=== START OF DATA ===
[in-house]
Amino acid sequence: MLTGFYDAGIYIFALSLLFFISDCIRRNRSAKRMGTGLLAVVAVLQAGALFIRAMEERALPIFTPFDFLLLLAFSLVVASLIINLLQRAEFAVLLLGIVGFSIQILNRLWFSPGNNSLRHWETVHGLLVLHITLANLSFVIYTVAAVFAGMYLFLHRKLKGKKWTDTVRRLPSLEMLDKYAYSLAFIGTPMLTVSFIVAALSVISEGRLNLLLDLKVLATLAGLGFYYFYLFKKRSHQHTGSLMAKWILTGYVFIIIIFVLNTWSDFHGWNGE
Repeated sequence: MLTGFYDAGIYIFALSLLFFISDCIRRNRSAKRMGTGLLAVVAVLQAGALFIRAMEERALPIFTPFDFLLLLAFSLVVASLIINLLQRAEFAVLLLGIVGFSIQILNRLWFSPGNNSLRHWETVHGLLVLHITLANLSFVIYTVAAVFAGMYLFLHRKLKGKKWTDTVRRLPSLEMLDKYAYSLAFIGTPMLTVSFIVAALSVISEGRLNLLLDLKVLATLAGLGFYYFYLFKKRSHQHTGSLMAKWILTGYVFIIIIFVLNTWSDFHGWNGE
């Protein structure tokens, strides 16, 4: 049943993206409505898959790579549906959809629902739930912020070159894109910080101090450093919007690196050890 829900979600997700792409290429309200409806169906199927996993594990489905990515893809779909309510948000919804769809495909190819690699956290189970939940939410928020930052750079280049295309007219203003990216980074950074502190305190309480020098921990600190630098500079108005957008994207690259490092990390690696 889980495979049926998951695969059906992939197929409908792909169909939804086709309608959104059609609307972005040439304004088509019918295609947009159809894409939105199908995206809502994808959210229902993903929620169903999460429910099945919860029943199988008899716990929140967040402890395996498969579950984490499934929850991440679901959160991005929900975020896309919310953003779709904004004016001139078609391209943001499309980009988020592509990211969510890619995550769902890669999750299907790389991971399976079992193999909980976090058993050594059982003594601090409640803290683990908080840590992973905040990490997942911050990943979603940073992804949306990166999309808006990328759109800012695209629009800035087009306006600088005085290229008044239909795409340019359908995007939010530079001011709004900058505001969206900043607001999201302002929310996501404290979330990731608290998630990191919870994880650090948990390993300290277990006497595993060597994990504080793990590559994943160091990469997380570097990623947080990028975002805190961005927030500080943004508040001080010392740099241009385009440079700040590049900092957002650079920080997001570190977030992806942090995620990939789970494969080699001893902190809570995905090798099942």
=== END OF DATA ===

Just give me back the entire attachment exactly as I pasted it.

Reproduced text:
[in-house]
Amino acid sequence: MLTGFYDAGIYIFALSLLFFISDCIRRNRSAKRMGTGLLAVVAVLQAGALFIRAMEERALPIFTPFDFLLLLAFSLVVASLIINLLQRAEFAVLLLGIVGFSIQILNRLWFSPGNNSLRHWETVHGLLVLHITLANLSFVIYTVAAVFAGMYLFLHRKLKGKKWTDTVRRLPSLEMLDKYAYSLAFIGTPMLTVSFIVAALSVISEGRLNLLLDLKVLATLAGLGFYYFYLFKKRSHQHTGSLMAKWILTGYVFIIIIFVLNTWSDFHGWNGE
Repeated sequence: MLTGFYDAGIYIFALSLLFFISDCIRRNRSAKRMGTGLLAVVAVLQAGALFIRAMEERALPIFTPFDFLLLLAFSLVVASLIINLLQRAEFAVLLLGIVGFSIQILNRLWFSPGNNSLRHWETVHGLLVLHITLANLSFVIYTVAAVFAGMYLFLHRKLKGKKWTDTVRRLPSLEMLDKYAYSLAFIGTPMLTVSFIVAALSVISEGRLNLLLDLKVLATLAGLGFYYFYLFKKRSHQHTGSLMAKWILTGYVFIIIIFVLNTWSDFHGWNGE
């Protein structure tokens, strides 16, 4: 049943993206409505898959790579549906959809629902739930912020070159894109910080101090450093919007690196050890 829900979600997700792409290429309200409806169906199927996993594990489905990515893809779909309510948000919804769809495909190819690699956290189970939940939410928020930052750079280049295309007219203003990216980074950074502190305190309480020098921990600190630098500079108005957008994207690259490092990390690696 889980495979049926998951695969059906992939197929409908792909169909939804086709309608959104059609609307972005040439304004088509019918295609947009159809894409939105199908995206809502994808959210229902993903929620169903999460429910099945919860029943199988008899716990929140967040402890395996498969579950984490499934929850991440679901959160991005929900975020896309919310953003779709904004004016001139078609391209943001499309980009988020592509990211969510890619995550769902890669999750299907790389991971399976079992193999909980976090058993050594059982003594601090409640803290683990908080840590992973905040990490997942911050990943979603940073992804949306990166999309808006990328759109800012695209629009800035087009306006600088005085290229008044239909795409340019359908995007939010530079001011709004900058505001969206900043607001999201302002929310996501404290979330990731608290998630990191919870994880650090948990390993300290277990006497595993060597994990504080793990590559994943160091990469997380570097990623947080990028975002805190961005927030500080943004508040001080010392740099241009385009440079700040590049900092957002650079920080997001570190977030992806942090995620990939789970494969080699001893902190809570995905090798099942």